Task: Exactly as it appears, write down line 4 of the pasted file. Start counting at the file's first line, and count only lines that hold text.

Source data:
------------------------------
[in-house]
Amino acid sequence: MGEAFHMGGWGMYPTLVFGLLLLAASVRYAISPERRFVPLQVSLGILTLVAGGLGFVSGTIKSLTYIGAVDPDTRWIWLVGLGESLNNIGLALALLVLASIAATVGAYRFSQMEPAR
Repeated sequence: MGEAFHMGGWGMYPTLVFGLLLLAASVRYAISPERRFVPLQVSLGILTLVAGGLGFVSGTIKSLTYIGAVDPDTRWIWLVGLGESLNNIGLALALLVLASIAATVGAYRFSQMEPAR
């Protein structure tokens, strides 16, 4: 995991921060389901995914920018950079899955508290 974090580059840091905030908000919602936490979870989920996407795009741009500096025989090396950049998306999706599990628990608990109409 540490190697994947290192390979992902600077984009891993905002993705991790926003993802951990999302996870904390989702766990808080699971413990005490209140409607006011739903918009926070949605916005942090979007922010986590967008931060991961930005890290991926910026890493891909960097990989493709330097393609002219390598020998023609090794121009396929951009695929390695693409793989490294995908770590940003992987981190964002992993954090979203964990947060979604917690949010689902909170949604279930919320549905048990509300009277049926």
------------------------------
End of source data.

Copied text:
């Protein structure tokens, strides 16, 4: 995991921060389901995914920018950079899955508290 974090580059840091905030908000919602936490979870989920996407795009741009500096025989090396950049998306999706599990628990608990109409 540490190697994947290192390979992902600077984009891993905002993705991790926003993802951990999302996870904390989702766990808080699971413990005490209140409607006011739903918009926070949605916005942090979007922010986590967008931060991961930005890290991926910026890493891909960097990989493709330097393609002219390598020998023609090794121009396929951009695929390695693409793989490294995908770590940003992987981190964002992993954090979203964990947060979604917690949010689902909170949604279930919320549905048990509300009277049926």